However, we apply KISS primarily in the field of technology. In this area we are guided by two key assumptions:
1) we develop software with the utmost care for the clarity of architecture,
2) we make effort to achieve our objectives with as much time and resource efficiency as possible.
This means that we use ready-made and proven solutions wherever possible. Thanks to our long-standing experience we use these resources effectively. In short, we know how to avoid reinventing the wheel. The gain is obvious: we save our clients’ time and money.
The KISS principle is our basic design concept. But it also works as a "guardian angel" – when we let ourselves be fooled by the temptation to make things more complex than necessary. Such situations are sometimes hard to avoid – it's just you need to be swift about handling the issue.
As in the case when the front developer recommends using React to create a landing page with a registration form. KISS then suggests that such things can be done easier: in HTML and CSS, possibly with a slight touch of jQuery.
Following the KISS principle, we built (the effort of a sole developer!) an ATS system for managing candidate applications in just two days. We still use it today. Delivering a full-blown version of such tool would consume up to fourth months of work and require involvement of several developers. However, we chose not go heavy on aesthetics, UX and additional features. The key objective was to get the system to perform all the essential tasks and we managed to achieve it. Other features were unnecessary, so we decided to "keep it simple".
Another practical example of KISS worth recommending is... the use of PHP. The language is frequently perceived as going out of fashion and criticized by some developers. However, it provides proven solutions to many problems for those who know how to make use of its potential. KISS suggest there's no point in looking for a substitute solution when you have the fully operational one at hand.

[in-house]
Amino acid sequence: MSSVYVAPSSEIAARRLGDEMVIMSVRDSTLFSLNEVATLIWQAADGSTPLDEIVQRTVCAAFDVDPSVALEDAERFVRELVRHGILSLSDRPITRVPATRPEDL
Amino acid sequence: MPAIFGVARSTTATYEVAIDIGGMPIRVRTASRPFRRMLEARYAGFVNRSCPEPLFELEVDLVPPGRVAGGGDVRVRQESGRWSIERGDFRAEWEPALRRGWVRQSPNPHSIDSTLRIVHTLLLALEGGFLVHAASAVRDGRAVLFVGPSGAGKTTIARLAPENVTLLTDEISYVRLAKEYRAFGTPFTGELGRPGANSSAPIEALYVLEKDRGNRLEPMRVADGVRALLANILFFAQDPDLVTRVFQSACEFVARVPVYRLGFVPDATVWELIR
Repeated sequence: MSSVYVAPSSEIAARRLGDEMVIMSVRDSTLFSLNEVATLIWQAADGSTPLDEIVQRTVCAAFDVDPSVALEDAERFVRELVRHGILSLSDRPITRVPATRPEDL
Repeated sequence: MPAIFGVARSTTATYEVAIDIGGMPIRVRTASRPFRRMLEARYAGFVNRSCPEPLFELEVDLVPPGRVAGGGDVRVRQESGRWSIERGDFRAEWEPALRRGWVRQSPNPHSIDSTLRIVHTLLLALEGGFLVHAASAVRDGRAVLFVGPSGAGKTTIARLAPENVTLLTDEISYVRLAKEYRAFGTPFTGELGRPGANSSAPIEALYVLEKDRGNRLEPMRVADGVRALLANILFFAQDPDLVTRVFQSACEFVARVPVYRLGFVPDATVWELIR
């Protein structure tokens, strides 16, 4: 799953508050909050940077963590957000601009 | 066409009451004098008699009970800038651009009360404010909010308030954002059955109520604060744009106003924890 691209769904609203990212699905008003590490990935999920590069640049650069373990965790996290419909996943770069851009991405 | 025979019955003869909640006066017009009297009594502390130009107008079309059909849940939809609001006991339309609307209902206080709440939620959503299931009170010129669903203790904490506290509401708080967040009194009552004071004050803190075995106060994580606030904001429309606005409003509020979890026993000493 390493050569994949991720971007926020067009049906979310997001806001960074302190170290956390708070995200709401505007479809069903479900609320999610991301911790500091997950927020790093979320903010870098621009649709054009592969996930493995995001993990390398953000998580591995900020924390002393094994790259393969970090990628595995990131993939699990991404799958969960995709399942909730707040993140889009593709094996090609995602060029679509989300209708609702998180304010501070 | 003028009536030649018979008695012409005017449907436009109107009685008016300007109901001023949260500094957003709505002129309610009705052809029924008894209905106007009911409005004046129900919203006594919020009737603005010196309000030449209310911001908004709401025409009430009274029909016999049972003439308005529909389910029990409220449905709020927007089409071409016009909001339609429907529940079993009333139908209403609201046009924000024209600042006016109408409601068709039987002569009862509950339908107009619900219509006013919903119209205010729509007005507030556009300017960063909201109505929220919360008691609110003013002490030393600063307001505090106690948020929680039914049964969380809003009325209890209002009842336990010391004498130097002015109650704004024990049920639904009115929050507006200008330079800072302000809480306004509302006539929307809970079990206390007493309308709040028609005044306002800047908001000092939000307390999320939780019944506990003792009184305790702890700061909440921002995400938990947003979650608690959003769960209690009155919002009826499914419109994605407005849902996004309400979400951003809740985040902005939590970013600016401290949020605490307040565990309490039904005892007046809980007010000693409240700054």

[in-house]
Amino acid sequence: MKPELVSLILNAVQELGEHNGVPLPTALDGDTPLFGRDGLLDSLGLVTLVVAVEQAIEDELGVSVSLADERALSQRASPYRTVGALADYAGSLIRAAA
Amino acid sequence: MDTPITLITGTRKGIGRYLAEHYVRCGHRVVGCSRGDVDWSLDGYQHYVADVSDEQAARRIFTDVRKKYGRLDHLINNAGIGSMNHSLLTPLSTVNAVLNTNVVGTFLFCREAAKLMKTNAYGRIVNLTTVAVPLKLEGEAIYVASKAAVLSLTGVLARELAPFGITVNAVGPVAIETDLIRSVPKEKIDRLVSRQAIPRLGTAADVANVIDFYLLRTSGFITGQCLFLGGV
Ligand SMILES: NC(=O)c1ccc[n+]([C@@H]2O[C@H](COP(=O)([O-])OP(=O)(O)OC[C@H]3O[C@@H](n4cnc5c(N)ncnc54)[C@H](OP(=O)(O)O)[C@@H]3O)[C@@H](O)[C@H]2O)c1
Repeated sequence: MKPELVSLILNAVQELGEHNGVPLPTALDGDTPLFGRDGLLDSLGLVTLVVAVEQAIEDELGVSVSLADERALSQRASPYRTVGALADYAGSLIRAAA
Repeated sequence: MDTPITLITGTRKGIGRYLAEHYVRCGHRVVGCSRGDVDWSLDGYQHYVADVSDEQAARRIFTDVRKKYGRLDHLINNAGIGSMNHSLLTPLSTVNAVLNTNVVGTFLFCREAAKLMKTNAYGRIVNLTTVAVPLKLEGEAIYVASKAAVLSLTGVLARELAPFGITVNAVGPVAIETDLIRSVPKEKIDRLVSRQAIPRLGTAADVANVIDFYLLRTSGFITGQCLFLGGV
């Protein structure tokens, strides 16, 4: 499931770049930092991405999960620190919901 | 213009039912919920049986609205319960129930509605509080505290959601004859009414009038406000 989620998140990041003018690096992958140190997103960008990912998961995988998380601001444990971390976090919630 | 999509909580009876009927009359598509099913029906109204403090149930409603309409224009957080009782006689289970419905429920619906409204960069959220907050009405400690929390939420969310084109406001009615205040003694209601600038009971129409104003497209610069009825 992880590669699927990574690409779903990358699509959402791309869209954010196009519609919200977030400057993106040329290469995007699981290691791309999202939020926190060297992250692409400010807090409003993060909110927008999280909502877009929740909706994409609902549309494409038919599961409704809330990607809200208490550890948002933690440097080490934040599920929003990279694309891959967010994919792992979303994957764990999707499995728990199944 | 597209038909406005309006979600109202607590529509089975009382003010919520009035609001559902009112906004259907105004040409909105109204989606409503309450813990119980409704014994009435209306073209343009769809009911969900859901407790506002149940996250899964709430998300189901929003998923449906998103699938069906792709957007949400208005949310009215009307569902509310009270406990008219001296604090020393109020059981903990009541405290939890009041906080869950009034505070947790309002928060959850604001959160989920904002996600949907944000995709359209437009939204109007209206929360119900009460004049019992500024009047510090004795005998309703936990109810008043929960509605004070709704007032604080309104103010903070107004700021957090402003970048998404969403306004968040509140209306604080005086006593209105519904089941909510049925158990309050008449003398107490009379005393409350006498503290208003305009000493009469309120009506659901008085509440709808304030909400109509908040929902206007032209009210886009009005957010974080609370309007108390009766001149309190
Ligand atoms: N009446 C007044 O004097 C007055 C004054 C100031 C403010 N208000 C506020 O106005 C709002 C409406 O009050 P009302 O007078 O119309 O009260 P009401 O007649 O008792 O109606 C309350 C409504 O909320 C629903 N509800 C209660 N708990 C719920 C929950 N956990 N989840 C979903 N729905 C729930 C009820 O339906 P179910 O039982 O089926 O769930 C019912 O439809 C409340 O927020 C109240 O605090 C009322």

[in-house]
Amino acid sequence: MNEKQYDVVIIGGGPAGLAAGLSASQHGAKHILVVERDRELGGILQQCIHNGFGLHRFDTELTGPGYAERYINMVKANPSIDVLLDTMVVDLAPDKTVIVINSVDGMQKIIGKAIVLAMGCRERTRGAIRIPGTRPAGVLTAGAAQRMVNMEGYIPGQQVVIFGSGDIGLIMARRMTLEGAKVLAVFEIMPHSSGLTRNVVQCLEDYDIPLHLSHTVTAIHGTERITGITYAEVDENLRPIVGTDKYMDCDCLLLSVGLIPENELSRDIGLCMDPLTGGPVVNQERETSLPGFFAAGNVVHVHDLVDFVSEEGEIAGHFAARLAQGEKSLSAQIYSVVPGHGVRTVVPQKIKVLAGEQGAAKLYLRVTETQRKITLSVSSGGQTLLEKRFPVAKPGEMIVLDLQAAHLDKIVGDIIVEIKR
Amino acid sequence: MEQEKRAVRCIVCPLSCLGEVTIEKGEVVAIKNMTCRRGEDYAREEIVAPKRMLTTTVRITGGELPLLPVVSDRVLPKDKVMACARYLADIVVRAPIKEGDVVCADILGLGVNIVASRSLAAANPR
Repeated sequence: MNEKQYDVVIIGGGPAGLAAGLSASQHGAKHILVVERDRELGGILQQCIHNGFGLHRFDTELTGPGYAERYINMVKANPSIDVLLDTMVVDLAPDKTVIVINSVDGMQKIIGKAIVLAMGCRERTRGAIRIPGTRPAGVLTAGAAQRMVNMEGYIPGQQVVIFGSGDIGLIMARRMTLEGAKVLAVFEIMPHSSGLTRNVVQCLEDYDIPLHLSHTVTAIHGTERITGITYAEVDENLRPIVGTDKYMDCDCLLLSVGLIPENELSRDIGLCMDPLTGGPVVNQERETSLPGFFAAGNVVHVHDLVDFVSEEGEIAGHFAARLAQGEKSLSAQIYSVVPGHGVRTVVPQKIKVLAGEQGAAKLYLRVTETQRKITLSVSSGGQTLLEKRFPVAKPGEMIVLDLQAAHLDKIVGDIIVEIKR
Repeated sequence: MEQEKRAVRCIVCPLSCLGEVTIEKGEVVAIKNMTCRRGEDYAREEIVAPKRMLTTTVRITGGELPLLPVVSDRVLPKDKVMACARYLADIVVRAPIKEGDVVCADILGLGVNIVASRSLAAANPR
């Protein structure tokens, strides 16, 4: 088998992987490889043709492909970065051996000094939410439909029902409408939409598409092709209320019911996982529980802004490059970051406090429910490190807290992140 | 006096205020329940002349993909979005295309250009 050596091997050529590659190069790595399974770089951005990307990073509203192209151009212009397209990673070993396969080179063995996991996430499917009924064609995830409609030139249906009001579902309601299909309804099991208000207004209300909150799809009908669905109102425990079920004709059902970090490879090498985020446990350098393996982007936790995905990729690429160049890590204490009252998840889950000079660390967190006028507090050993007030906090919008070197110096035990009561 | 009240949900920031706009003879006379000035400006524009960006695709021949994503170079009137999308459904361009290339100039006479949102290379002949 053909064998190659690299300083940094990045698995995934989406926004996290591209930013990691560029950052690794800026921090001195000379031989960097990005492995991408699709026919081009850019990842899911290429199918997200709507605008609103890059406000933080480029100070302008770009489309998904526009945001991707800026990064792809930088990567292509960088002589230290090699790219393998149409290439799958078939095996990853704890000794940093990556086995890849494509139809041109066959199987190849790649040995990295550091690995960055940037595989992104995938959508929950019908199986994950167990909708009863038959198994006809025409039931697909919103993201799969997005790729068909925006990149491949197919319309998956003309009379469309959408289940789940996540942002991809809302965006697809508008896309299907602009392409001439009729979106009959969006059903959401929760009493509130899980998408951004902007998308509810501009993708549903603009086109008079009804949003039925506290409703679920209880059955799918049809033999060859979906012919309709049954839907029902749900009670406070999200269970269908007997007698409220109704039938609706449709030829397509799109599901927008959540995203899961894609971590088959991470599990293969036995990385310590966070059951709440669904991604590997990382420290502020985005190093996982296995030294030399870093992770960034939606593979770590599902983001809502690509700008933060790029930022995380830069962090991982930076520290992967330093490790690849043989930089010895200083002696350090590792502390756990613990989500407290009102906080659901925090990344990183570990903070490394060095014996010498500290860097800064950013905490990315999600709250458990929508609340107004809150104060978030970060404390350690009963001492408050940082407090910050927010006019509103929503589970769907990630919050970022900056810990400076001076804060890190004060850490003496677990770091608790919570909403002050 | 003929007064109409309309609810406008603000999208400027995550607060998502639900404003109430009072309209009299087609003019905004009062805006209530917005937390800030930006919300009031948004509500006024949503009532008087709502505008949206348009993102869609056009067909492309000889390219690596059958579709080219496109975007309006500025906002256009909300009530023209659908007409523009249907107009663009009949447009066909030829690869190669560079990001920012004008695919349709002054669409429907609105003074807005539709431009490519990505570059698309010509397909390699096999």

There is one more thing to clarify. KISS is not an ideology, but a practical tool to support current activities. "Keep it simple” is not about making everything simple at all costs. It would constitute an additional effort and contradict the whole concept. The aim of KISS is to find simple solutions in a natural way. Which means being able to step back when things get too tricky, look at the problem from the proper perspective and rethink priorities. Give up the less important issues that burden the project, in favor of the vital ones that determine its success.
In IT, there is always an infinity of possible solutions. Lack of limitations may fuel perfectionism, which makes it difficult to focus on the crucial issues, slows down certain activities and may jeopardize the whole enterprise. The KISS paradigm prevents us from falling into this trap. It advocates simplicity over complexity, thus reducing the potential for errors. In this sense, it helps to achieve perfect results as opposed to perfectionistic ones. The former simply satisfy the goals of clients and users, while the latter – often just the visions of these goals.
If you are looking for a partner who will implement your project with focus on rational approach and reasonable use of resources – let's talk!